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From the How To... series

A clever way to ensure everyone is ready for the first day.

After all the school-supply shopping and the back-to-school night, students are ready for their first days of school, but what about their teachers?

In this primer, Reagan and Wildish (How to Raise a Mom, 2017, etc.) teach kids how to make their teachers feel welcome in their classrooms and how to ease their fears about the first day and the many special days sprinkled throughout the calendar. It’s a clever ruse that just may work on those kids who are very nervous—after all, easing someone else’s fears often soothes one’s own, not to mention the fact that by going through the school day and year, the book is prepping readers for what they can expect. From greeting your teacher with a big smile and putting on a smock in the art room to combing your hair and avoiding messy snacks on picture day and counting to 100 many ways on the 100th day, the basics are all covered. Wildish’s teacher is a white woman with brown hair, her class a mix of genders and skin and hair colors; one child sports glasses. Vignette, full-, and double-page illustrations against solid or simple backgrounds keep the focus on what children can expect at school, though emotion tends to be rather one-note (happy) and the kids lack the individual personalities of those in Deborah Lee Rose and Carey Armstong-Ellis’ The Twelve Days of Kindergarten.

A clever way to ensure everyone is ready for the first day. (Picture book. 4-7)

Pub Date: July 4, 2017

ISBN: 978-0-553-53825-0

Page Count: 32

Publisher: Knopf

Review Posted Online: May 14, 2017

Kirkus Reviews Issue: June 1, 2017

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Nice enough but not worth repeat reads.

Emma deals with jitters before playing the guitar in the school talent show.

Pop musician Kevin Jonas and his wife, Danielle, put performance at the center of their picture-book debut. When Emma is intimidated by her very talented friends, the encouragement of her younger sister, Bella, and the support of her family help her to shine her own light. The story is straightforward and the moral familiar: Draw strength from your family and within to overcome your fears. Employing the performance-anxiety trope that’s been written many times over, the book plods along predictably—there’s nothing really new or surprising here. Dawson’s full-color digital illustrations center a White-presenting family along with Emma’s three friends of color: Jamila has tanned skin and wears a hijab; Wendy has dark brown skin and Afro puffs; and Luis has medium brown skin. Emma’s expressive eyes and face are the real draw of the artwork—from worry to embarrassment to joy, it’s clear what she’s feeling. A standout double-page spread depicts Emma’s talent show performance, with a rainbow swirl of music erupting from an amp and Emma rocking a glam outfit and electric guitar. Overall, the book reads pretty plainly, buoyed largely by the artwork. (This book was reviewed digitally.)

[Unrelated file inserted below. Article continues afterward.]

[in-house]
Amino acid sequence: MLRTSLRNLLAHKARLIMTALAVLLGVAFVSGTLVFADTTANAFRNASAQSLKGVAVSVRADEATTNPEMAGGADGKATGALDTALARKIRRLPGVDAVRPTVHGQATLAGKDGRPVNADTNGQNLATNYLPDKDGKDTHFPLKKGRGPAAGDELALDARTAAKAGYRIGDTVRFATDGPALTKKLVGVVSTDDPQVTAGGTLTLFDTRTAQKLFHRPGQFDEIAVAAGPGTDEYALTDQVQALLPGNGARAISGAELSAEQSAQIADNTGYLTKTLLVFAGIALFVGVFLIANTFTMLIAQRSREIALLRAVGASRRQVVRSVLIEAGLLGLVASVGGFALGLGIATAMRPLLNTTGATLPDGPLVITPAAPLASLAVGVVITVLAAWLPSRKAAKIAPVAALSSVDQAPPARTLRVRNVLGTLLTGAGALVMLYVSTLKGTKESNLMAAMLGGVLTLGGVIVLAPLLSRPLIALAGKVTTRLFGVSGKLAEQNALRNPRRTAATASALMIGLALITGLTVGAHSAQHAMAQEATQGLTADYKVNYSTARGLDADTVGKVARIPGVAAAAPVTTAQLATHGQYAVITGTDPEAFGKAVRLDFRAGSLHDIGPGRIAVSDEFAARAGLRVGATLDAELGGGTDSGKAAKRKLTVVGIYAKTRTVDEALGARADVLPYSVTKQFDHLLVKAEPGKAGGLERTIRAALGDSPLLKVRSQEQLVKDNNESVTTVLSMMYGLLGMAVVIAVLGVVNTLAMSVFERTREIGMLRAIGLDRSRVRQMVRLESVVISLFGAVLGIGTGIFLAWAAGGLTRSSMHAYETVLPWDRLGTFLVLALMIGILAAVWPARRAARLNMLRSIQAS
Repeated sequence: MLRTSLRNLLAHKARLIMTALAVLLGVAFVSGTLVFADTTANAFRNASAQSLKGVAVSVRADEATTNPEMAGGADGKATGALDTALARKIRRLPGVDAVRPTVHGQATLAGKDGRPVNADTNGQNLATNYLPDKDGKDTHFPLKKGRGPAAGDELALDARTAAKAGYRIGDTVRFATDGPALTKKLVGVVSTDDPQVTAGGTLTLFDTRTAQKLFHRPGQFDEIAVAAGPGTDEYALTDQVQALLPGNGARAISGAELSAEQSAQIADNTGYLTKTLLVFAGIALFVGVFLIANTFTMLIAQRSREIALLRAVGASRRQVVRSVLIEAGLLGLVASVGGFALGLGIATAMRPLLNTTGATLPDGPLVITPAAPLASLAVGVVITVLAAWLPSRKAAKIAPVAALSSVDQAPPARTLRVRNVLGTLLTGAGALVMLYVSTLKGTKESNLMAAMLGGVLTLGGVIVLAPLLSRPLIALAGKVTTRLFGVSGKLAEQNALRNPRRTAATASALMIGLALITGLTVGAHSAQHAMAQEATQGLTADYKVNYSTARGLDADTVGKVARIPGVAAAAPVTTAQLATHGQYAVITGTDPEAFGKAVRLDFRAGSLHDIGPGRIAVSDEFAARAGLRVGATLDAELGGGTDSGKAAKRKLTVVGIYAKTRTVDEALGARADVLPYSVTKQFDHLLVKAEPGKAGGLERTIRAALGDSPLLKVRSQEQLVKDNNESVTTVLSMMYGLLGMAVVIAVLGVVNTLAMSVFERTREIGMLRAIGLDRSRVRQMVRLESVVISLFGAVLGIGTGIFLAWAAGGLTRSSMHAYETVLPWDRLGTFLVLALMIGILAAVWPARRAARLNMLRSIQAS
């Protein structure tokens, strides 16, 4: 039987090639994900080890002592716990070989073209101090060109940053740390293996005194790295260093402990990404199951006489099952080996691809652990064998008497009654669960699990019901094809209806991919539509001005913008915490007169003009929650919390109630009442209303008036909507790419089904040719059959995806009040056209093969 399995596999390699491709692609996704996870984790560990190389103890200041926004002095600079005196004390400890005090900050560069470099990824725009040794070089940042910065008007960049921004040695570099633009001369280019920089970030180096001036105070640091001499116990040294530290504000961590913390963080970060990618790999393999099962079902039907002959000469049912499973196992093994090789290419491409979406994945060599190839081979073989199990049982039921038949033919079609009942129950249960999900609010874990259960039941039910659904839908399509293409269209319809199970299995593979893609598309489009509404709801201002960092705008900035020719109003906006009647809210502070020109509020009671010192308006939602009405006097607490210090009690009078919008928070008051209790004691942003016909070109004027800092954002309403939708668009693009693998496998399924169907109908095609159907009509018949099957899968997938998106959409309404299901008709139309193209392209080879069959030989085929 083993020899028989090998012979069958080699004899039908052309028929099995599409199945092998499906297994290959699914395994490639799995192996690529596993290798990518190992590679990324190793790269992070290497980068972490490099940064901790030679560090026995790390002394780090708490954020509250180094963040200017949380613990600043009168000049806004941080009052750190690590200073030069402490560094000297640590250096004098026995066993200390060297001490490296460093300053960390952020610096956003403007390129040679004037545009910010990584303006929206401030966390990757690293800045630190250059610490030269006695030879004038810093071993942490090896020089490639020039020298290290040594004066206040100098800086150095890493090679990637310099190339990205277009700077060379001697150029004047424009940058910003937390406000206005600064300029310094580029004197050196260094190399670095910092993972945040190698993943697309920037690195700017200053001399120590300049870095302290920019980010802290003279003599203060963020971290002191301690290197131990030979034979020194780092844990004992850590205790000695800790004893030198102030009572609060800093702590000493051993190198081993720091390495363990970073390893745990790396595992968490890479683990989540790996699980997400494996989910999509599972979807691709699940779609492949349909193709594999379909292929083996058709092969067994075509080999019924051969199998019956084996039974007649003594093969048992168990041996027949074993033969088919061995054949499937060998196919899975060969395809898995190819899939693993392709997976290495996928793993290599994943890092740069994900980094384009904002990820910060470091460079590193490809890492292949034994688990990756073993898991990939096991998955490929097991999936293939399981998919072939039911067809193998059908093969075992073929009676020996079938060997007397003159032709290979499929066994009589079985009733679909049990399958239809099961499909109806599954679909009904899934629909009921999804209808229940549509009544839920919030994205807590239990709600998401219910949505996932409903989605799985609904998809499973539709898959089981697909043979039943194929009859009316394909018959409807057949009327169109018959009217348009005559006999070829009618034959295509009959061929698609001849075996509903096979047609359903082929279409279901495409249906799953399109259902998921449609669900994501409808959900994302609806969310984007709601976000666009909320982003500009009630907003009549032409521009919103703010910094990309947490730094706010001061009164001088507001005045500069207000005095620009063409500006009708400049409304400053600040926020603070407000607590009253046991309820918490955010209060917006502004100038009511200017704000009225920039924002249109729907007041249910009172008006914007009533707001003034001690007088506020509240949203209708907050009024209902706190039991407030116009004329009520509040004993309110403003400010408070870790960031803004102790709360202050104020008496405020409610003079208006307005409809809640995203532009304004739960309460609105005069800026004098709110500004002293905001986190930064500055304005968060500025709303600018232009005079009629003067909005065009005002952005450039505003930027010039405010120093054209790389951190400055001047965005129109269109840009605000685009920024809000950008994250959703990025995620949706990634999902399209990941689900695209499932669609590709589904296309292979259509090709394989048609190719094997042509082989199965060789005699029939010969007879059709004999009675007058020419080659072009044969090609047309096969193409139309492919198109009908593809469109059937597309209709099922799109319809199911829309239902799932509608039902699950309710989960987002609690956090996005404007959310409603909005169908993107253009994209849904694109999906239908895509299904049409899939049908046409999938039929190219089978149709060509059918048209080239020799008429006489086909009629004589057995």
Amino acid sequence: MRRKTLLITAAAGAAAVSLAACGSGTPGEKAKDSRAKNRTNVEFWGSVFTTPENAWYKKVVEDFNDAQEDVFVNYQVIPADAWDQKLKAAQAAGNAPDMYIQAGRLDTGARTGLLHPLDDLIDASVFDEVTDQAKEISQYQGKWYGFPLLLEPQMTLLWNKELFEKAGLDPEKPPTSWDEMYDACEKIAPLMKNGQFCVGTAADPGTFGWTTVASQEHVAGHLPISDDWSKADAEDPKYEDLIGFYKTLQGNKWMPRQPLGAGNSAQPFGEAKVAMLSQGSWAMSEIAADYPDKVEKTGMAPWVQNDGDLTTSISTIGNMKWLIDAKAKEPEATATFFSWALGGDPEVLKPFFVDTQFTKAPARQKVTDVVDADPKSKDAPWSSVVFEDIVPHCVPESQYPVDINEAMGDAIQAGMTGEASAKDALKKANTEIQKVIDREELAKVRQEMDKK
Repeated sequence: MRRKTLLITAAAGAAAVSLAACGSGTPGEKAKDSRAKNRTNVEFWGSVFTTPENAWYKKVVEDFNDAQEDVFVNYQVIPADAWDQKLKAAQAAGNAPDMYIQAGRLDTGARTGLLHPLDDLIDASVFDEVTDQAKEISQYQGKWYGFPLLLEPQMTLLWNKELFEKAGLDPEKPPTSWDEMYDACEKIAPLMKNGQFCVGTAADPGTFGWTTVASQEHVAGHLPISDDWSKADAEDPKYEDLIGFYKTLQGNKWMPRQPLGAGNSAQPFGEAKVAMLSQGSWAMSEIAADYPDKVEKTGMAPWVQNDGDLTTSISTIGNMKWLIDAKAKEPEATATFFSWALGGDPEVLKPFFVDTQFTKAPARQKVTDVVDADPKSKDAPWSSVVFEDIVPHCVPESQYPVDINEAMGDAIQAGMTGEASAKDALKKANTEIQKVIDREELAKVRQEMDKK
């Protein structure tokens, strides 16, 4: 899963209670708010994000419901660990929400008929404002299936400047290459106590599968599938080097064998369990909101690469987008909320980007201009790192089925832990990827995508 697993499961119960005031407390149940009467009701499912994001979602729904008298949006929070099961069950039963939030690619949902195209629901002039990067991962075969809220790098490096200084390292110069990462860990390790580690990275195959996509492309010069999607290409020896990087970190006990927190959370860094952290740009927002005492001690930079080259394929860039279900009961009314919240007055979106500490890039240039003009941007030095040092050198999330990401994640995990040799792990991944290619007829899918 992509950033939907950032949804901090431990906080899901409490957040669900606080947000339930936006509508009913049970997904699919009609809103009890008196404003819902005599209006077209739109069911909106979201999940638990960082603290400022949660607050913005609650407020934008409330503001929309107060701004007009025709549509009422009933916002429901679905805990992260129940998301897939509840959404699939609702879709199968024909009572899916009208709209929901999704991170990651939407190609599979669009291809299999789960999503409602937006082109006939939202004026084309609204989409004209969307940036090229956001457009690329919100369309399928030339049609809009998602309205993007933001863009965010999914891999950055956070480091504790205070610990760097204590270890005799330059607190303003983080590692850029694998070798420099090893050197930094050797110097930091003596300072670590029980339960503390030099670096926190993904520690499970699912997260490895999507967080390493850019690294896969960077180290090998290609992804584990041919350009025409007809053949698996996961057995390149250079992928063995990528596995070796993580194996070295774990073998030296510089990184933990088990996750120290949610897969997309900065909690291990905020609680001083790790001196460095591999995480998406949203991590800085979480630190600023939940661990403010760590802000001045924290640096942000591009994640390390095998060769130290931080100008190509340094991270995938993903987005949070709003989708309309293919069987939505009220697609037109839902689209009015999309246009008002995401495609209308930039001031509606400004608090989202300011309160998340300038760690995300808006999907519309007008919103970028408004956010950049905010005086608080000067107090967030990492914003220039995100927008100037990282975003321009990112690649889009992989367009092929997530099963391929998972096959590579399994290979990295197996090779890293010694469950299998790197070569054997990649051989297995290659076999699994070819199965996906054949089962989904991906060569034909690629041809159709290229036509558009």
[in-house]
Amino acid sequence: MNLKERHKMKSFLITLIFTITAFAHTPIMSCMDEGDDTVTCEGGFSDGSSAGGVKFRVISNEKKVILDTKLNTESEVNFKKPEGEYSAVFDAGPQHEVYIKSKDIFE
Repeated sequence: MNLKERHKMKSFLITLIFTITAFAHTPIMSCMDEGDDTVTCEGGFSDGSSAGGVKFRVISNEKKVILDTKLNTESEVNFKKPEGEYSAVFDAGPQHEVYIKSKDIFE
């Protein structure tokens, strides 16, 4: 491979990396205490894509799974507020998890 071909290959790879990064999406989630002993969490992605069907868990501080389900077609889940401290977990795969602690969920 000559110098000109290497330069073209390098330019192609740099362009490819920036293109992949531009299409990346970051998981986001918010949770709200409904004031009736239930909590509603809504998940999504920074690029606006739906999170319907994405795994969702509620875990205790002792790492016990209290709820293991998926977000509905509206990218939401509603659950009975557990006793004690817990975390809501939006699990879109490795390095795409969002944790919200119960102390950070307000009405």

Nice enough but not worth repeat reads. (Picture book. 4-6)

Pub Date: March 29, 2022

ISBN: 978-0-593-35207-6

Page Count: 40

Publisher: Razorbill/Penguin

Review Posted Online: Feb. 8, 2022

Kirkus Reviews Issue: March 1, 2022

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A good bet for the youngest bird-watchers.

Echoing the meter of “Mary Had a Little Lamb,” Ward uses catchy original rhymes to describe the variety of nests birds create.

Each sweet stanza is complemented by a factual, engaging description of the nesting habits of each bird. Some of the notes are intriguing, such as the fact that the hummingbird uses flexible spider web to construct its cup-shaped nest so the nest will stretch as the chicks grow. An especially endearing nesting behavior is that of the emperor penguin, who, with unbelievable patience, incubates the egg between his tummy and his feet for up to 60 days. The author clearly feels a mission to impart her extensive knowledge of birds and bird behavior to the very young, and she’s found an appealing and attractive way to accomplish this. The simple rhymes on the left page of each spread, written from the young bird’s perspective, will appeal to younger children, and the notes on the right-hand page of each spread provide more complex factual information that will help parents answer further questions and satisfy the curiosity of older children. Jenkins’ accomplished collage illustrations of common bird species—woodpecker, hummingbird, cowbird, emperor penguin, eagle, owl, wren—as well as exotics, such as flamingoes and hornbills, are characteristically naturalistic and accurate in detail.

A good bet for the youngest bird-watchers.   (author’s note, further resources) (Informational picture book. 4-7)

Pub Date: March 18, 2014

ISBN: 978-1-4424-2116-5

Page Count: 40

Publisher: Beach Lane/Simon & Schuster

Review Posted Online: Jan. 3, 2014

Kirkus Reviews Issue: Jan. 15, 2014

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